Bouncers: We aren't criminals, just big men playing big roles

By - Jan 1st 1970

Those who frequently go to clubs for drinks and merrymaking and then end up misbehaving understand how humiliating to be thrown out by the bouncers.

These are the heavily built fellows who are trained to handle security situations not only in clubs but also tasked to protect VIP’s, celebrities, and other sensitive areas.

With time, the name bouncer has been associated with violence and mean-looking individuals with bulging muscles.

To change the description a new team known as Aegis Stewards Association which comprises about 20,000 bouncers in the country has come out to sanitise the name and professionalise their trade.

The Association has further said it is time to drop the name ‘Bouncers’ since it has been associated with undesirable images.

Brian Omondi Ongore who is the association’s chairman said the group was formed to unite what was formerly known as bouncers.

 “We are trying to do away with the name to a polished one because bouncers and men in black have been used in a bad way,” Ongore explained during a meeting bringing together the members in Nairobi.

Private security regulatory authority

“We have come together to see how we can partner with the government to ensure that our people have their rights and needs and their place in society is properly fitted,” the chairman explained. The association which falls under private security regulatory authority is crafting a curriculum that will help them come up with specific courses for their members.

“We already have a syllabus but it is a general thing, what we are creating is for our members because we have specific areas,” Ongore explained.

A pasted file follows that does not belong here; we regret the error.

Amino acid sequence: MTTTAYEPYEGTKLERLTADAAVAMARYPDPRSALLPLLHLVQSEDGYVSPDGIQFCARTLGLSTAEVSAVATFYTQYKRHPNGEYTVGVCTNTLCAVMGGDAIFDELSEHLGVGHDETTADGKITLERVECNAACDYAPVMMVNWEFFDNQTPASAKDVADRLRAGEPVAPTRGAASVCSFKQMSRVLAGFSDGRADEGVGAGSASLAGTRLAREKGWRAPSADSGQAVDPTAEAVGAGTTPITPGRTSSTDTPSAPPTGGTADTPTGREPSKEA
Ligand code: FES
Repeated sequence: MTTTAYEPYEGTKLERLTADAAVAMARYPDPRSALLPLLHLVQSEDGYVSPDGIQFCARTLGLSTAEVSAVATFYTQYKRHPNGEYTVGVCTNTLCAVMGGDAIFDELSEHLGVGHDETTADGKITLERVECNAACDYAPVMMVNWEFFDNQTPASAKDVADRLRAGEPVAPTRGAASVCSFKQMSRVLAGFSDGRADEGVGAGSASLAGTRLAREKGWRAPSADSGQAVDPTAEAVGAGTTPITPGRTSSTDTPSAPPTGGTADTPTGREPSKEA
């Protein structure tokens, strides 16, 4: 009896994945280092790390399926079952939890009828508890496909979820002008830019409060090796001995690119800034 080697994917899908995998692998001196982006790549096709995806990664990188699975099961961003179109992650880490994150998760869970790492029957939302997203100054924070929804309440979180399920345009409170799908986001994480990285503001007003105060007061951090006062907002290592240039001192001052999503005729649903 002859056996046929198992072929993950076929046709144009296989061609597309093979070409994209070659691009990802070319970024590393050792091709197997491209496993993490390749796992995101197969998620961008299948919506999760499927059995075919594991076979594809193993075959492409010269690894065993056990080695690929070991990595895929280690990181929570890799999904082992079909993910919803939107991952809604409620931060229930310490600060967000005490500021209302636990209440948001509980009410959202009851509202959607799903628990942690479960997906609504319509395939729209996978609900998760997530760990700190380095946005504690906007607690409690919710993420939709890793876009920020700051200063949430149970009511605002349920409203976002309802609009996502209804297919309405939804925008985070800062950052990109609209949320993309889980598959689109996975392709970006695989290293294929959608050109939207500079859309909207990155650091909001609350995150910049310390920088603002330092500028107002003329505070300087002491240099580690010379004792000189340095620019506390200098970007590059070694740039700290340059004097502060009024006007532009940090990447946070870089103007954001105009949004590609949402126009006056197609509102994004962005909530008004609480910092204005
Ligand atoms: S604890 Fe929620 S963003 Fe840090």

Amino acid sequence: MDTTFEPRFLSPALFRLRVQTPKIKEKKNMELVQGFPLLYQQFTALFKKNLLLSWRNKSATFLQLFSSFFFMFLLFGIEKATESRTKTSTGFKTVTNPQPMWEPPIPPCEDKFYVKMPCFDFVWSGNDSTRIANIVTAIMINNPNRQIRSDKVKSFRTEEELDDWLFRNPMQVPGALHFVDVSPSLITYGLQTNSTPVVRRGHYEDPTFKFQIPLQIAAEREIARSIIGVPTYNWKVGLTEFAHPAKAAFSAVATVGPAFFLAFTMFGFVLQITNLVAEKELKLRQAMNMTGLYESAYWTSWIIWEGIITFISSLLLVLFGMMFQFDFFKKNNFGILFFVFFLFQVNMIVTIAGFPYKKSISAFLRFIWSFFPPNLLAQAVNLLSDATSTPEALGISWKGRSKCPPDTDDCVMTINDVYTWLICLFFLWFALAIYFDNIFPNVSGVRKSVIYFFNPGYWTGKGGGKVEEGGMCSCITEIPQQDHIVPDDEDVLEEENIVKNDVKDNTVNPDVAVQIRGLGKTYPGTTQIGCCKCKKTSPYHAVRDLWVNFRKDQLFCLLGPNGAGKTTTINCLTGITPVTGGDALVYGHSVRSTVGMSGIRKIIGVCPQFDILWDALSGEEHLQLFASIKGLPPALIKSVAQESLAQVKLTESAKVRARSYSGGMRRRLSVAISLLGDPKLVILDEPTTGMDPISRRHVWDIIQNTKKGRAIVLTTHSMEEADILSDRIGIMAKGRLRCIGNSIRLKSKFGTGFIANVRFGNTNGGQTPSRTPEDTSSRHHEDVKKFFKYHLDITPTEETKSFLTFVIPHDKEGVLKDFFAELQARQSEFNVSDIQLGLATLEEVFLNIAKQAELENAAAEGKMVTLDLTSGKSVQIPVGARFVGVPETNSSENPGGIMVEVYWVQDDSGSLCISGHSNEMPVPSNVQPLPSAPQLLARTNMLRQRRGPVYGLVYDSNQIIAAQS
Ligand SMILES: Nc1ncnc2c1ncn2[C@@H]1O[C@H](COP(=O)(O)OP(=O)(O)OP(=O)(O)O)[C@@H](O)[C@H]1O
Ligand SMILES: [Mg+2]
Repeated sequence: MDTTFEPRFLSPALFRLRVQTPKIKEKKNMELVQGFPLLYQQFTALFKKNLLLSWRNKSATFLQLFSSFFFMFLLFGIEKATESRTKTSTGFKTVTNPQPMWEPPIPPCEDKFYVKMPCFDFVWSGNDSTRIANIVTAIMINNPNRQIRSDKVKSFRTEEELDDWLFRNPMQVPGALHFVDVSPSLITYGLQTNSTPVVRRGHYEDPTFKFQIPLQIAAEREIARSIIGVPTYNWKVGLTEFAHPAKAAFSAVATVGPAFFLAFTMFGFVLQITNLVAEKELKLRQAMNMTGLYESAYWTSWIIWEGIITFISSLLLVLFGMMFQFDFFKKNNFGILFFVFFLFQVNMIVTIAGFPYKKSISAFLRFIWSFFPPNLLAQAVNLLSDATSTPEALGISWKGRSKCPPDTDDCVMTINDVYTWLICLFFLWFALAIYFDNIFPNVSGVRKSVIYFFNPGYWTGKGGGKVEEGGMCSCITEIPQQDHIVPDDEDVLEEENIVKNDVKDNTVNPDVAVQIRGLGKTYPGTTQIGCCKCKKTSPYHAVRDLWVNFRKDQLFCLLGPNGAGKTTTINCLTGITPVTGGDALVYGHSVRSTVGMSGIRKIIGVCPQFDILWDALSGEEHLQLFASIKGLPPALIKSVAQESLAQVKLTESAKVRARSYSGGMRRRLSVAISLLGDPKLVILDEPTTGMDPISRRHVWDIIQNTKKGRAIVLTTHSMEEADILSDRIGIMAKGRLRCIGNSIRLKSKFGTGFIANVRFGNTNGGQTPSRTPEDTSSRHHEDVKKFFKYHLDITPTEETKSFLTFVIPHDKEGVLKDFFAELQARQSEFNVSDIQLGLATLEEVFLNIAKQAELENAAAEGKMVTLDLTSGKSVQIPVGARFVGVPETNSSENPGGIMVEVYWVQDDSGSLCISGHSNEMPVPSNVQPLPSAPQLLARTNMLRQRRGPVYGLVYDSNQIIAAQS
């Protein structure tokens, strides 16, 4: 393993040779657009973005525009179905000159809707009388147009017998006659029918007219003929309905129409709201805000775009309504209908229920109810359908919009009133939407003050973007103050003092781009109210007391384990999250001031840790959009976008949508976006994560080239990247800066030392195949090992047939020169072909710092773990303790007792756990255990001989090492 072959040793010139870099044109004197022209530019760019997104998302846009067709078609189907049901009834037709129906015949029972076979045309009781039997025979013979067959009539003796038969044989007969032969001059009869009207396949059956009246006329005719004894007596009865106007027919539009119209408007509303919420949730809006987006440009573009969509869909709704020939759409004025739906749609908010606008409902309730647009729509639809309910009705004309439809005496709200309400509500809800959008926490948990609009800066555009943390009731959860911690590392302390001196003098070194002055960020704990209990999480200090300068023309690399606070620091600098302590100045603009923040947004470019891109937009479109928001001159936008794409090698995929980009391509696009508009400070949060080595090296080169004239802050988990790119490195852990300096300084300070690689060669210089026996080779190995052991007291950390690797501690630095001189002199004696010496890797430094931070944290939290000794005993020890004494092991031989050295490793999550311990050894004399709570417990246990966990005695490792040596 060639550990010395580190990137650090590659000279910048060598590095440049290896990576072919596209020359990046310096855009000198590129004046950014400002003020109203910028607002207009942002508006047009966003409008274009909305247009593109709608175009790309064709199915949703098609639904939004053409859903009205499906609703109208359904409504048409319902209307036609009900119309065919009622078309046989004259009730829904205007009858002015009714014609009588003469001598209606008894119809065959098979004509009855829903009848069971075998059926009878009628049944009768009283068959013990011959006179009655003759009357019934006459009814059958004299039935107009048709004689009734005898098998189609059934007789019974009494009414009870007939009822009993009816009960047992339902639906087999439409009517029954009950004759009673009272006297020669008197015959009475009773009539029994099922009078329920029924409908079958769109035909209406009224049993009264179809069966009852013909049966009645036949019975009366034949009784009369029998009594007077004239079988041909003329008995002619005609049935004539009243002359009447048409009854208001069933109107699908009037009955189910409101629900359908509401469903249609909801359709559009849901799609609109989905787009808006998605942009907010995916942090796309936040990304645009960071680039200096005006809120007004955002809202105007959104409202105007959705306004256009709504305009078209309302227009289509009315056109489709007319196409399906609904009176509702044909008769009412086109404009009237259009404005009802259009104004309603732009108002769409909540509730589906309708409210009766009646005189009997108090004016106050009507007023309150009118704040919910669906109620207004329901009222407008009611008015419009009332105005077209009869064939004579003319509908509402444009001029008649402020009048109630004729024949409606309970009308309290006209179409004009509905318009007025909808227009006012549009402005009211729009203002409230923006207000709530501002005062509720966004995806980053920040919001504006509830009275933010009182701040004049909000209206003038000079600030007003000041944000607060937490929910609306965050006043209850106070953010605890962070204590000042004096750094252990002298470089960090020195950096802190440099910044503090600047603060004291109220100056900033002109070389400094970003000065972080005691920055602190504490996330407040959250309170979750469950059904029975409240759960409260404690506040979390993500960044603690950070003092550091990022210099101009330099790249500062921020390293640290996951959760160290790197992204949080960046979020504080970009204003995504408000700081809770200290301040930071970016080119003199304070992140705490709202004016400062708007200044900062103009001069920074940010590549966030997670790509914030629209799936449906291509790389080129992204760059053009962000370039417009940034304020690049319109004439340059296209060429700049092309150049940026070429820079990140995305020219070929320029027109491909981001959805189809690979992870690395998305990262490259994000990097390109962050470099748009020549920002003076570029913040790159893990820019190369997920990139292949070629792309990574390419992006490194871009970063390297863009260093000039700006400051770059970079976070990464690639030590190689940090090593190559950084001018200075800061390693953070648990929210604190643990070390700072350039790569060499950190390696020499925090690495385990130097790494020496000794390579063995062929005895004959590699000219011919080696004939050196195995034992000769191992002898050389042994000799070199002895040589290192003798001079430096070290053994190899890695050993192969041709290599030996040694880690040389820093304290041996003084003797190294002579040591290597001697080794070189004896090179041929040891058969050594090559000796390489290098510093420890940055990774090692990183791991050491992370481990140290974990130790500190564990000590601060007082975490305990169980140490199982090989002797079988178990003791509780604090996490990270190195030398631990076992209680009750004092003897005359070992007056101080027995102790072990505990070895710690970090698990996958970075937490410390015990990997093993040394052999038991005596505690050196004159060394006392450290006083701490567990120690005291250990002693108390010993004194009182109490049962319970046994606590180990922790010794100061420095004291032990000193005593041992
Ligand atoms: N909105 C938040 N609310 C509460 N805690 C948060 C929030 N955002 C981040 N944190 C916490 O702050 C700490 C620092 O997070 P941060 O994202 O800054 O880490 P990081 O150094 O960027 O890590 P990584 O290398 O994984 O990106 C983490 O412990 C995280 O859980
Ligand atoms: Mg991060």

The course will have a package that will train members on electrical surveillance, fire safety, learn how to defend themselves and clients, a bit of PR, and close combat.

“Our members are no longer the force that was using chest and unnecessary vigor, we are trying to give a PR approach to the security industry,” the chairman added.

At the same time, the team noted that it was unfair that some members were paid as low as Sh3,000 per day yet others earn up to Sh250,000 per day depending on the task.

For this reason, they have resolved to draft suitable documents that will be shared with stakeholders and government institutions so that salaries can be harmonised and ensure members lead meaningful lives.

“From next year we don’t want to see hooligans acting as stewards and when things go bad will spoil our name, there are those who are feeding their families through this job,” he said.

“Our aim is to make the industry noble so that people can survive on it, even those in school will want to join it. That is why we are calling on the government to help us to sanitize the government,”
The association has also introduced a special accreditation card that will help to identify genuine members across the country.


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